Books with Jupyter

Jupyter Book is an open source project for building beautiful, publication-quality books and documents from computational material.

Here are some of the features of Jupyter Book:

Write publication-quality content in Markdown

You can write in either Jupyter Markdown, or an extended flavor of Markdown with publishing features. This includes support for rich syntax such as citations and cross-references, math and equations, and figures.

Write content in Jupyter Notebook

This allows you to include your code and outputs in your book. You can also write notebooks entirely in Markdown that get executed when you build your book.

Execute and cache your book’s content

For .ipynb and Markdown notebooks, execute code and insert the latest outputs into your book. In addition, cache and re-use outputs to be used later.

Insert notebook outputs into your content

Generate outputs as you build your documentation, and insert them in-line with your content across pages.

Add interactivity to your book

You can toggle cell visibility, include interactive outputs from Jupyter, and connect with online services like Binder.

Generate a variety of outputs

This includes single- and multi-page websites, as well as PDF outputs.

Build books with a simple command-line interface

You can quickly generate your books with one command, like so: jupyter-book build mybook/

This website is built with Jupyter Book! You can browse its contents to the left to see what is possible.

Get involved with Jupyter Book!

Jupyter Book is an open community that welcomes your feedback, input, and contributions!

Open an issue

to provide feedback and new ideas, and to help others.

Vote for new features

by adding a 👍 to issues you’d like to see completed.

Contribute to Jupyter Book

by following our contributing guidelines and finding an issue to work on. See the feature voting leaderboard for inspiration.

Install Jupyter Book

You can install Jupyter Book via pip:

pip install -U jupyter-book

This will install everything you need to build a Jupyter Book locally.

Get started

To get started with Jupyter Book, you can either

  • check out the getting started guide,

  • browse the contents of the navigation menu of this book (to the left, if you’re on a laptop), or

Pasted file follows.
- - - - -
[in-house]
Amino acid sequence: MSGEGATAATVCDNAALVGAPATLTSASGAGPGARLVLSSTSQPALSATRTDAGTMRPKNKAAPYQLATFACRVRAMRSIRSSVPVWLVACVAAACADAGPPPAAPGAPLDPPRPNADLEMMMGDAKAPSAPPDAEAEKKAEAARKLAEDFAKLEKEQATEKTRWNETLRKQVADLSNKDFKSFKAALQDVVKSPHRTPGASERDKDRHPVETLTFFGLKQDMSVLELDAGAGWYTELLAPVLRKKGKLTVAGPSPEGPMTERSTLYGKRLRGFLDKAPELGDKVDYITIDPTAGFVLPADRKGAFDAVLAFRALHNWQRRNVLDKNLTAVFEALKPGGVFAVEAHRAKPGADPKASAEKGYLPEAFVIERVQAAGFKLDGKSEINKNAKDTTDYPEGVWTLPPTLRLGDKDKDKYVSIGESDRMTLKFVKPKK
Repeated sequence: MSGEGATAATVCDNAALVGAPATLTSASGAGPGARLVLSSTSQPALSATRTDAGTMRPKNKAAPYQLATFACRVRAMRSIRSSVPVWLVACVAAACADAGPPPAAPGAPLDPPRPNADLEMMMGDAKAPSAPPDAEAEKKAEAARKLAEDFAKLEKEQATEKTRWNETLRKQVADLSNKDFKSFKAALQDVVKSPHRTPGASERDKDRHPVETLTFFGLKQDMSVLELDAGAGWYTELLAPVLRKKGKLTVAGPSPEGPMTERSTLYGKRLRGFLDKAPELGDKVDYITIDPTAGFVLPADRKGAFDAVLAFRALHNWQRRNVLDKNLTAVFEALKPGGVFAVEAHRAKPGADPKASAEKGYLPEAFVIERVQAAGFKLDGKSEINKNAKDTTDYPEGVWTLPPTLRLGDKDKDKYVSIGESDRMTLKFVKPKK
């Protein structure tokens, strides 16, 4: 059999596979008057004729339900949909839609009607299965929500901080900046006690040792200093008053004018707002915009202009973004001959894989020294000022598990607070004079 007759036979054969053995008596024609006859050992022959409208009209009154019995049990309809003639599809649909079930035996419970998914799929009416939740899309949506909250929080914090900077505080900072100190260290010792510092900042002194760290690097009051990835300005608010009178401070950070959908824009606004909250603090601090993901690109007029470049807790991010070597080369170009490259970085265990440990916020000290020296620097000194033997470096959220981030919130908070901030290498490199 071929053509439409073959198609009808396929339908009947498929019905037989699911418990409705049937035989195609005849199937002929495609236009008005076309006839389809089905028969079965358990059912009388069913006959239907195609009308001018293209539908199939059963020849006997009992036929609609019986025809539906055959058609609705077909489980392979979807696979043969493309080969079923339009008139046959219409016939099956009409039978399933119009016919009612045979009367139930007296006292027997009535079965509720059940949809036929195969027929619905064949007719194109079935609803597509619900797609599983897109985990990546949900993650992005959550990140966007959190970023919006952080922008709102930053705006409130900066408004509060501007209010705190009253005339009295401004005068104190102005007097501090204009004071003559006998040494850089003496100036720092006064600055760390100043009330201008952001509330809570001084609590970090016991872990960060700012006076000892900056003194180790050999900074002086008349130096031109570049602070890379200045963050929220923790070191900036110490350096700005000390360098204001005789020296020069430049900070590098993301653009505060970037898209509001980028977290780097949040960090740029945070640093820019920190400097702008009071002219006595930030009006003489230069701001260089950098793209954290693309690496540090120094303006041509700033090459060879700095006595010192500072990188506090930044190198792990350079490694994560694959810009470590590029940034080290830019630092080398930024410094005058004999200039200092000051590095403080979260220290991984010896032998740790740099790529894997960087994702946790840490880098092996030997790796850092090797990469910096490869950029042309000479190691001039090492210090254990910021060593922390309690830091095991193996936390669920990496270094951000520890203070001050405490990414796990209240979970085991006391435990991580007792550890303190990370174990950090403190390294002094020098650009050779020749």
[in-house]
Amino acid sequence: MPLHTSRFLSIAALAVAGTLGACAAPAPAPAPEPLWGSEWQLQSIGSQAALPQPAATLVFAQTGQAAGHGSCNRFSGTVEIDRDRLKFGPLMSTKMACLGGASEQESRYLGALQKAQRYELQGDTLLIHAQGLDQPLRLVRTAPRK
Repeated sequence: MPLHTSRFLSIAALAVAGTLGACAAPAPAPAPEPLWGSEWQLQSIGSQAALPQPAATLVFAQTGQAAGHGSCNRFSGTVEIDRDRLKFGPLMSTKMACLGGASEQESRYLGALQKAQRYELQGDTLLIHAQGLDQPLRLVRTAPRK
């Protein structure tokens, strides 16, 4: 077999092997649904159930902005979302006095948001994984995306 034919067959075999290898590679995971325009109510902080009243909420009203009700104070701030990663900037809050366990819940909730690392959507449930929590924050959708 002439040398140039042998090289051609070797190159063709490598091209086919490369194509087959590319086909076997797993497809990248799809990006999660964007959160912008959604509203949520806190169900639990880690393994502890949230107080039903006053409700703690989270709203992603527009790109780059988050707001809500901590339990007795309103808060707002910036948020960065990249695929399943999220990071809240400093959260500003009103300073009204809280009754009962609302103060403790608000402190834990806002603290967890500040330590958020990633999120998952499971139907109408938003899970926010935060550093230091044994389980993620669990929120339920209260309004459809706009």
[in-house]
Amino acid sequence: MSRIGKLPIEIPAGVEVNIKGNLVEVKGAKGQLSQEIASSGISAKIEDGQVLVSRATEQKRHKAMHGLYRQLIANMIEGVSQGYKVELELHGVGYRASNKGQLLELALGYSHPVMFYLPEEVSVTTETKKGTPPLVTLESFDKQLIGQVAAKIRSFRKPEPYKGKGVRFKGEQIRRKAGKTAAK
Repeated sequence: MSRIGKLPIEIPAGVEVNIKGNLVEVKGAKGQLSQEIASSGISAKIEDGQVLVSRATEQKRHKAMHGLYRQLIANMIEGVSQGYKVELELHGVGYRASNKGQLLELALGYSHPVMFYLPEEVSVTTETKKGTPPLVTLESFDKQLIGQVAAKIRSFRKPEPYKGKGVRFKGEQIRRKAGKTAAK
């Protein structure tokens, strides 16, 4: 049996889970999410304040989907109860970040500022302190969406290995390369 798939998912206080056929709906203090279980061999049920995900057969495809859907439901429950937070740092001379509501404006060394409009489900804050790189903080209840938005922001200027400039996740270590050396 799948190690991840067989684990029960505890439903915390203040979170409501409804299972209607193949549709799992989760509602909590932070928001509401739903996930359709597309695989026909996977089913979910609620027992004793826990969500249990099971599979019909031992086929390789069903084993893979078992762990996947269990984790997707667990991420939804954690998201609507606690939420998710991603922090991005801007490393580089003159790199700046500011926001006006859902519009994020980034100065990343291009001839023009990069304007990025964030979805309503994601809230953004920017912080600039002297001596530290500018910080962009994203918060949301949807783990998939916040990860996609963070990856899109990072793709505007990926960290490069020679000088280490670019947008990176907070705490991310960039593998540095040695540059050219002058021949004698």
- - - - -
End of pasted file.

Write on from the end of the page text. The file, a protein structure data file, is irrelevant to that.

• review the example project shown immediately below (if you like learning from examples).

Warning

Jupyter Book 0.8 is a total re-write from previous versions, and some things have changed. See the legacy upgrade guide for how to upgrade, and legacy.jupyterbook.org for legacy documentation.

In addition, note that Jupyter Book is pre-1.0. Its API may change!

To install the jupyter-book pre-release from pip, run the following command:

pip install -U jupyter-book

Create a template book to get started right away, or see the getting started guide for more information.

A small example project

Here’s a short example of a web-based book created by Jupyter Book.

Some of the features on display include

The source files can be found on GitHub in the docs directory. These files are written in MyST Markdown, an extension of the Jupyter Notebook Markdown, that allows for additional scientific markup. They could alternatively have been written directly as Jupyter notebooks.

Build the demo book

You can build this book locally on the command line via the following steps:

  1. Ensure you have a recent version of Anaconda Python installed.

  2. Clone the repository containing the demo book source files

    git clone https://github.com/executablebooks/quantecon-mini-example
    cd quantecon-mini-example
    
  3. Install the Python libraries needed to run the code in this particular example from the environment.yml file. This includes the latest version of Jupyter Book:

    conda env create -f environment.yml
    conda activate qe-mini-example
    
  4. Run Jupyter Book over the source files

    jupyter-book build ./mini_book
    
  5. View the result through a browser — try (with, say, firefox)

    firefox mini_book/_build/html/index.html
    

    (or simply double-click on the html file)

Now you might like to try editing the files in mini_book/docs and then rebuilding.

Further reading

See the full QuantEcon example for a longer Jupyter Book use case, drawn from the same source material.

For more information on how to use Jupyter Book, see Overview.

Under the hood - the components of Jupyter Book

Jupyter Book is a wrapper around a collection of tools in the Python ecosystem that make it easier to publish computational documents. Here are a few key pieces:

  • It uses the MyST Markdown language in Markdown and notebook documents. This allows users to write rich, publication-quality markup in their documents.

  • It uses the MyST-NB package to parse and read-in notebooks so they are built into your book.

  • It uses the Sphinx documentation engine to build outputs from your book’s content.

  • It uses a slightly modified version of the PyData Sphinx theme for beautiful HTML output.

  • It uses a collection of Sphinx plugins and tools to add new functionality.

For more information about the project behind many of these tools, see The Executable Book Project documentation.

Contribute to Jupyter Book

Jupyter Book is an open project and we welcome your feedback and contributions! To contribute to Jupyter Book, see Contribute to Jupyter Book.

Acknowledgements

Jupyter Book is supported by an open community of contributors, many of whom come from the Jupyter community. Jupyter Book and many of the tools it uses are stewarded by the Executable Book Project, which is supported in part by the Alfred P. Sloan foundation.